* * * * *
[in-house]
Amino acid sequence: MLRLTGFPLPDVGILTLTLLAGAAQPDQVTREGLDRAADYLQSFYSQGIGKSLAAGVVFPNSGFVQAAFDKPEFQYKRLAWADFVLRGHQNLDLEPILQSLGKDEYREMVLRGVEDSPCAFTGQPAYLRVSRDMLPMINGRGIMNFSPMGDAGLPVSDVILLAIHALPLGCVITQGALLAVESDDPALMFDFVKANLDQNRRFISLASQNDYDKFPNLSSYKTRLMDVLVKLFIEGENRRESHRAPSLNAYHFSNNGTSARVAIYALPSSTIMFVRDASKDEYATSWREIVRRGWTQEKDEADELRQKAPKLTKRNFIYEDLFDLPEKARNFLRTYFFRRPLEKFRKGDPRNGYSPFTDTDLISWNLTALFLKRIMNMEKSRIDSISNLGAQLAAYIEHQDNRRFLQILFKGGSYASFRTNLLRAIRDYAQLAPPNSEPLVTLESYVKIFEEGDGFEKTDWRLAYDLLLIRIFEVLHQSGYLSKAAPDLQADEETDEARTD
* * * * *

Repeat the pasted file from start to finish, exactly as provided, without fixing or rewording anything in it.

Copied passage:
[in-house]
Amino acid sequence: MLRLTGFPLPDVGILTLTLLAGAAQPDQVTREGLDRAADYLQSFYSQGIGKSLAAGVVFPNSGFVQAAFDKPEFQYKRLAWADFVLRGHQNLDLEPILQSLGKDEYREMVLRGVEDSPCAFTGQPAYLRVSRDMLPMINGRGIMNFSPMGDAGLPVSDVILLAIHALPLGCVITQGALLAVESDDPALMFDFVKANLDQNRRFISLASQNDYDKFPNLSSYKTRLMDVLVKLFIEGENRRESHRAPSLNAYHFSNNGTSARVAIYALPSSTIMFVRDASKDEYATSWREIVRRGWTQEKDEADELRQKAPKLTKRNFIYEDLFDLPEKARNFLRTYFFRRPLEKFRKGDPRNGYSPFTDTDLISWNLTALFLKRIMNMEKSRIDSISNLGAQLAAYIEHQDNRRFLQILFKGGSYASFRTNLLRAIRDYAQLAPPNSEPLVTLESYVKIFEEGDGFEKTDWRLAYDLLLIRIFEVLHQSGYLSKAAPDLQADEETDEARTD